In what appears to be the latest in a spate of illegal passageways found on the U.S.-Mexico border in recent days, border police in Nogales, Arizona, uncovered yet another drug smuggling tunnel.
The 319-foot long tunnel, discovered Monday, measured three feet wide by two feet tall, and ran for 100 feet into Mexico at a depth of about 20 feet, according to the U.S. Border Patrol.
The Border Patrol's Tucson sector said in a news release that the tunnel was chiseled through solid rock and was equipped with electricity, lighting and water pumps. It was held up by support beams and plywood shoring.
The Border police found 26 bundles of marijuana weighing more than 430 pounds while securing the tunnel. Authorities also arrested one suspect in Mexico, said Border Patrol agent Colleen Agle.
This was the third tunnel discovered under the porous U.S.-Mexico border in less than a week and the 21st illegal passageway found underneath the streets of Nogales in the past two years, Reuters reported.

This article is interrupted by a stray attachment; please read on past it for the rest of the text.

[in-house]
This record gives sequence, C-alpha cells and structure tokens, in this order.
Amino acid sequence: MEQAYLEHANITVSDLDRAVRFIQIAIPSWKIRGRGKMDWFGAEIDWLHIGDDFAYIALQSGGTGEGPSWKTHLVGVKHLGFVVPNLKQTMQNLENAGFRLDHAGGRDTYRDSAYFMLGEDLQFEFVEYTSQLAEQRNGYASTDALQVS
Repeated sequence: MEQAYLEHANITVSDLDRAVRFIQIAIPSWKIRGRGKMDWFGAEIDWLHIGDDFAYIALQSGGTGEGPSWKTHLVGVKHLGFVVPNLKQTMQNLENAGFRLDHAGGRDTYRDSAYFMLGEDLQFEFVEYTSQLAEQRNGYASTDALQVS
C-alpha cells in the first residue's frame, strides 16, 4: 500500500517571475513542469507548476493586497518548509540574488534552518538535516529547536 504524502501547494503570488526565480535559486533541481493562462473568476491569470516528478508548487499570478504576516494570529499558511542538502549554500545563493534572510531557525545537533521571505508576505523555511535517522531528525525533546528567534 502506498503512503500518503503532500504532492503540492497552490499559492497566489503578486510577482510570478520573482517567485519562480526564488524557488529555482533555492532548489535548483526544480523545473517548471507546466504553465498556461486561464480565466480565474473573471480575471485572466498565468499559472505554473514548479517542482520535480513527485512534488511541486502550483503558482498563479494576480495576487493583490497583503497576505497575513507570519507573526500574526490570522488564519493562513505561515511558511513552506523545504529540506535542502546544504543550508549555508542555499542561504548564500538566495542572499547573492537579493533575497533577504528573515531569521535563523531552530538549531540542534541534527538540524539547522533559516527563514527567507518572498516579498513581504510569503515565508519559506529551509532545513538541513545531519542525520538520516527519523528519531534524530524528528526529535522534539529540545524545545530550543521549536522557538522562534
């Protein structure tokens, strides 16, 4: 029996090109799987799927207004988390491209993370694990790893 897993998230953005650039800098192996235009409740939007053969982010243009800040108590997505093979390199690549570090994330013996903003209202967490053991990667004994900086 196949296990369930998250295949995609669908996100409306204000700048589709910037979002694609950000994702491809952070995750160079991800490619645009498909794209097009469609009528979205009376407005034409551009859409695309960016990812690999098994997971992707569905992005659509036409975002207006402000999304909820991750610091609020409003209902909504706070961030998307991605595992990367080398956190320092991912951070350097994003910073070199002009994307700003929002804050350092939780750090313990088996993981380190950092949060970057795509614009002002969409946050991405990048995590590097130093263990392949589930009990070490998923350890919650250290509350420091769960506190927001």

Authorities in California announced last Wednesday that they had found an underground passageway, stretching 400 yards to an industrial park located south of San Diego from Tijuana, Mexico. Two men with more than 17 tons of marijuana were also arrested during the raid.
On the same day, authorities in Nogales discovered another smaller tunnel under the porch of a house that ran 70 feet from a drain in Nogales in Mexico.
According to Agle, the reason why Mexican smugglers are increasingly using tunnels is to avoid the improved border security in the city.
One of the things that (smugglers) are doing is exploiting the legitimate drainage system down here, and attempting to create illicit tunnels, Agle told Reuters.
As we have been putting more resources along the border in this area, we are really taking away a lot of the traditional avenues for smuggling contraband and illegal aliens.